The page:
Creativity and the pandemic – is there a connection?


A new study investigated whether the COVID-19 pandemic influenced creativity changes in a population of French-speaking individuals.

What is creativity?  The concept of creativity is multifaceted, and people perceive it in different ways. For example, one source describes it as the ability to come up with and recognize useful ideas and alternatives.1  According to another source, creativity is the ability to produce things or concepts that are both appropriate and original.2,3 

Despite its ambiguity, creativity is an important aspect of everyday life. Creativity aids in problem solving, decision making, and discovering new things.3  It also can be a valuable coping strategy for processing unprecedented changes and challenges.3  One major example of an unprecedented challenge is the COVID-19 pandemic, and the changes it brought on society. 

A variety of factors can influence creativity, including personal traits, motivation, and environment.3,4  Current research suggests that the psychological impacts of the COVID-19 pandemic on both global and intrapersonal levels were significant, and notably, some researchers believe that these environmental factors may influence creativity.3,5,6 

To study the possible relationship between the pandemic and creativity, researchers administered an online questionnaire to a population of French-speaking people during the first COVID-19 global lockdown.3  The results were published in the journal Frontiers in Psychology.3 

The study group, consisting of 551 French-speaking participants were recruited online through social media and were invited to complete the online questionnaire. This questionnaire collected information about the participants’ demographics, physical conditions, self-reported experience of the lockdown, and a variety of metrics designed to measure creativity.3

The participants remained productive during the lockdown; 54 percent worked remotely and 83 percent were involved in some sort of professional activity or commitment.3 

On average, participants reported a decreased mood and increases in free time and stress levels. Participants also reported increased feelings of loneliness and being physically constrained, and these changes were associated with having fewer social interactions and less physical space, respectively.3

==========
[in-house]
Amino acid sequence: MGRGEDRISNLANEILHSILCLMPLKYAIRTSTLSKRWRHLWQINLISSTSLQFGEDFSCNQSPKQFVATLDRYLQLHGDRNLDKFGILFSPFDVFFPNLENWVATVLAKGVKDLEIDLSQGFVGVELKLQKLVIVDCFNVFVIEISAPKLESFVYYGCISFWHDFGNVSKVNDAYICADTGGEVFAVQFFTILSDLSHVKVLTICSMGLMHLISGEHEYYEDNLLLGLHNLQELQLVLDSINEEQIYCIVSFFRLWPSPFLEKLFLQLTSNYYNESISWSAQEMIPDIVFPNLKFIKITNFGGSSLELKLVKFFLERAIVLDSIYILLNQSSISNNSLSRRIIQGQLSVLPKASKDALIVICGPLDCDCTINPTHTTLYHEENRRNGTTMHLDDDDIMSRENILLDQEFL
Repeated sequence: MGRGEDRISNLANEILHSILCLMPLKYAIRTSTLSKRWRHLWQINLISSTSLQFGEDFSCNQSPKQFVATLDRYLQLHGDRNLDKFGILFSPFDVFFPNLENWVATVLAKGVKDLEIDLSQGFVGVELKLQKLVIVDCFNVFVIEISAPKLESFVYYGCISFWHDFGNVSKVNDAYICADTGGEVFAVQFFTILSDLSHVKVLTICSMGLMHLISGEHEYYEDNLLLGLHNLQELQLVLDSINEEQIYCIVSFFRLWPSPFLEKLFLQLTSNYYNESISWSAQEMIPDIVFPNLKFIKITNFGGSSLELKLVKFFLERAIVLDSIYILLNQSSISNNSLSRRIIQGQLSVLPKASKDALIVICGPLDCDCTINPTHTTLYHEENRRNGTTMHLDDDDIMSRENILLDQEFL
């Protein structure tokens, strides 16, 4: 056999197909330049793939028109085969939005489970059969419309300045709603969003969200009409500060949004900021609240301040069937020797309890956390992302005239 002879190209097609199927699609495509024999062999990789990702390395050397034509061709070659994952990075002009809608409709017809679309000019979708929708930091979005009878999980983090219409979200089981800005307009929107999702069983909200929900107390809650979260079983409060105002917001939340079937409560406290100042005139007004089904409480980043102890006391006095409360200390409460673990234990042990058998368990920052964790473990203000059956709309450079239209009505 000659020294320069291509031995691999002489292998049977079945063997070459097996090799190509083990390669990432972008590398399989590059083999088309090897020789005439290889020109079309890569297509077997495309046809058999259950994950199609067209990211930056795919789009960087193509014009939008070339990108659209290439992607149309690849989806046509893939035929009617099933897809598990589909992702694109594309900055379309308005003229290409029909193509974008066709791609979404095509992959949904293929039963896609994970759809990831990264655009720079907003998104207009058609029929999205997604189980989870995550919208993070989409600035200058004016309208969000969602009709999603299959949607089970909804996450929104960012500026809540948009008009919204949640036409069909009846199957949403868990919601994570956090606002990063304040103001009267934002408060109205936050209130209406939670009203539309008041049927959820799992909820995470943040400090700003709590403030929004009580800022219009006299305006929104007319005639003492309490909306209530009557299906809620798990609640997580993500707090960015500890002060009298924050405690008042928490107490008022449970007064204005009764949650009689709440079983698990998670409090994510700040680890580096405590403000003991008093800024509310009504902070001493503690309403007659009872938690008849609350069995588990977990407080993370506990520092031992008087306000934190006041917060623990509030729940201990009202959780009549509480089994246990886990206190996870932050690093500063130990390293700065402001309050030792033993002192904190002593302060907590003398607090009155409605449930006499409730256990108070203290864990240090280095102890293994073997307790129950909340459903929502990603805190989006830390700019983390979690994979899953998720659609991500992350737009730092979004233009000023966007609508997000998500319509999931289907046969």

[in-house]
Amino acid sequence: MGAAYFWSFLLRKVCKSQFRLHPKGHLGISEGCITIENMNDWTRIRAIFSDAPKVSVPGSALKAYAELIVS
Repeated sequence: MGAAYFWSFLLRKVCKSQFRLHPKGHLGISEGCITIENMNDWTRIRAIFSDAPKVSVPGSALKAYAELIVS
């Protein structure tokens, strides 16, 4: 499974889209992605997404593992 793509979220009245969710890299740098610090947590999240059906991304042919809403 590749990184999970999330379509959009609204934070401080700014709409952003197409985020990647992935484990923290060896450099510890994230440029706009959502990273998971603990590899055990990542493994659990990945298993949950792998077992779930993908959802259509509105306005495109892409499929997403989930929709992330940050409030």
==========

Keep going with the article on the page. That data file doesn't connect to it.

Participants also performed certain creative activities more frequently; these activities included cooking, sports, dance, gardening, and more. The reasoning behind this increased frequency, according to the participants, was having more free time, feeling inspired by the lockdown, and having more opportunities for problem solving. Overall, participants reported an increase in creativity, in addition to no changes in motivation levels, on average.3 

The results of this study suggest that creativity levels may have increased in this group of people following the first lockdown.  More research is needed to determine whether these findings would apply to other populations. Additionally, more research is needed to determine whether these creativity changes took place during subsequent lockdowns. 


  1. Franken, R. (1994). Human Motivation (3rd ed.). Pacific Grove, CA: Brooks/Cole Publishing Co.  Retrieved online from California State University, Northridge:
  2. Lubart, T., Zensani, F., Barbot, B. (2013). Creative potential and its measurement. Int J Talent Dev. Creat 1:41-50.
  3. Lopez-Persem, A., Bieth, T., Quiet, S., et al (2022, May 10). Through thick and thin: changes in creativity during the first lockdown of the COVID-19 pandemic. Front. Psychology. Doi: 10.3389/fpsyg.2022.821550
  4. Da Costa, S., Paez, D., Sanchez, F., et al (2015, December). Personal factors of creativity: A second order meta-analysis. Revista de Psicologia del Trabajo y de las Organizaciones 31(3): 165-173. Doi: 10.1016/j.rpto.2015.06.002
  5. Burhamah, W., AlKhayyat, A., Oroszlanyova, M., et al (2020, December). The psychological burden of the COVID-19 pandemic and associated lockdown measures: Experience from 4000 participants. J Affect Disord 277: 977-985. Doi: 10.1016/j.jad.2020.09.014
  6. Perez-Sobrino, P., Semino, E., Ibarretxe-Antunano, I., et al (2022, March 31). Acting like a Hedgehog in Times of Pandemic: Metaphorical Creativity in the #reframecovid Collection. Metaphor and Symbol 37(2): 127-139. Doi: 10.1080/10926488.2021.1949599

Photo by Pixabay from Pexels

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